m²) of office space in New York City, at 111
Eighth Ave. in Manhattan. The office was specially
designed and built for Google and houses its largest
advertising sales team, which has been instrumental
in securing large partnerships, most recently deals
with MySpace and AOL. In 2003, they added an engineering
staff in New York City, which has been responsible
for more than 100 engineering projects, including
Google Maps, Google Spreadsheets, and others. It is
estimated that the building costs Google US$10 million
per year to rent and is similar in design and functionality
to its Mountain View headquarters, including Foosball,
air hockey, and ping-pong tables, as well as a video
game area. By late 2006, Google also established a
new headquarters for its AdWords division in Ann Arbor,
size of Google's search system is presently unknown;
the best estimates place the total number of the company's
servers at 450,000, spread over twenty five locations
throughout the world, including major operations centers
in Dublin (European Operations Headquarters) and Atlanta,
Georgia. Google is also in the process of constructing
a major operations center in The Dalles, Oregon, on
the banks of the Columbia River. The site, also referred
to by the media as Project 02, was chosen due to the
availability of inexpensive hydroelectric power and
a large surplus of fiber optic cable, left over from
the dot com boom of the late 1990s. The computing
center is estimated to be as large as two football
fields, and it has created hundreds of construction
jobs, causing local real estate prices to increase
40%. Upon completion, the center is expected to create
60 to 200 permanent jobs in the town of 12,000 people.
is also making steps to ensure that their operations
are environmentally sound. In October 2006, the company
announced plans to install thousands of solar panels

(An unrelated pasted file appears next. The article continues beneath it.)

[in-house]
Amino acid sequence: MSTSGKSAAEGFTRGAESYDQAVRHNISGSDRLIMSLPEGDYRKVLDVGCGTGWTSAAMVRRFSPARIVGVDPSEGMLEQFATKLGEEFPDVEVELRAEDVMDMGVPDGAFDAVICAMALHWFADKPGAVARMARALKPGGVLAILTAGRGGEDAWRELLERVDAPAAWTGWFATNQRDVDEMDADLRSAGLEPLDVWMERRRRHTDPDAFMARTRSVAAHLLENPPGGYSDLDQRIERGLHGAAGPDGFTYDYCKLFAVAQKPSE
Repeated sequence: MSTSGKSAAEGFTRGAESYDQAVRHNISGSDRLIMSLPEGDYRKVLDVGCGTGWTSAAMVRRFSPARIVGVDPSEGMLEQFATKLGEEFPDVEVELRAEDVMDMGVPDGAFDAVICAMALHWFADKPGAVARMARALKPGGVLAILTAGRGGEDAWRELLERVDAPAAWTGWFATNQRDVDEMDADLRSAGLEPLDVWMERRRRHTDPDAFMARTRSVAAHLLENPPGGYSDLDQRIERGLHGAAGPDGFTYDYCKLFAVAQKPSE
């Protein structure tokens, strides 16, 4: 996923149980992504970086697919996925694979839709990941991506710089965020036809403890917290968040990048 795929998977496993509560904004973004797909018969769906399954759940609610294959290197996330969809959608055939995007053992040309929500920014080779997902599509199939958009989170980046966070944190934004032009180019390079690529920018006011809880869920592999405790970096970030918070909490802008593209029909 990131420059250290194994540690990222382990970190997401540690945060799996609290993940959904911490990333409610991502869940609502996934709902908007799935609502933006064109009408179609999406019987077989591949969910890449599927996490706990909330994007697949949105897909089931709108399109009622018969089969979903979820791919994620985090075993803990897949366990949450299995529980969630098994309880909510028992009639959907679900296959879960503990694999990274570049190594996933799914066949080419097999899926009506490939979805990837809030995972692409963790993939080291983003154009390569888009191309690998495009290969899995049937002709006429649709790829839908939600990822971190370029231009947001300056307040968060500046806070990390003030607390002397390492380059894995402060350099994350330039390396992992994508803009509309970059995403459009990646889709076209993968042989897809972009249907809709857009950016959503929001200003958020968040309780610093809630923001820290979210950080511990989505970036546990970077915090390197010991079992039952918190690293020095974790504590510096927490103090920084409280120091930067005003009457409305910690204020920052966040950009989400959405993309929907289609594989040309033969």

to provide up to 1.6 megawatts of electricity, enough
to satisfy approximately 30% of the campus' energy
needs. The system will be the largest solar power
system constructed on a U.S. corporate campus and
one of the largest on any corporate site in the world.
In June 2007, Google announced that they plan to become
carbon neutral by 2008, which includes investing in
energy efficiency, renewable energy sources, and purchasing
carbon offsets, such as investing in projects like
capturing and burning methane from animal waste at
Mexican and Brazilian farms.
Google engineers are encouraged to spend 20% of their
work time (one day per week) on projects that interest
them. Some of Google's newer services, such as Gmail,
Google News, Orkut, and AdSense originated from these
independent endeavors. In a talk at Stanford University,
Marissa Mayer, Google's Vice President of Search Products
and User Experience, stated that her analysis showed
that half of the new product launches originated from
the 20% time.
eggs and April Fool's Day jokes
has a tradition of creating April Fool's Day jokes
— such as Google MentalPlex, which allegedly
featured the use of mental power to search the web.
In 2002, they claimed that pigeons were the secret
behind their growing search engine. In 2004, they
featured Google Lunar (which claimed to feature jobs
on the moon), and in 2005, a fictitious brain-boosting
drink, termed Google Gulp was announced. In 2006,
they came up with Google Romance, a hypothetical online
dating service. In 2007, Google announced two joke
products. The first was a free wireless Internet service
called TiSP (Toilet Internet Service Provider) 
in which one obtained a connection by flushing one
end of a fiber-optic cable down their toilet and waiting
only an hour for a "Plumbing Hardware Dispatcher
(PHD)" to connect it to the Internet. Additionally,
Google's Gmail page displayed an announcement for
Gmail Paper, which allows users of their free email
service to have email messages printed and shipped
to a snail mail address.
thought the announcement of Gmail in 2004 around April
Fool's Day (as well as the doubling of Gmail's storage
space to two gigabytes in 2005) was a joke, although
both of these turned out to be genuine announcements.
In 2005, a comedic graph depicting Google's goal of
"infinity plus one" GB of storage was featured
on the Gmail homepage.
services contain a number of Easter eggs; for instance,
the Language Tools page offers the search interface
in the Swedish Chef's "Bork bork bork,"
Pig Latin, ”Hacker” (actually leetspeak),
Elmer Fudd, and Klingon. In addition, the search engine
calculator provides the Answer to Life, the Universe,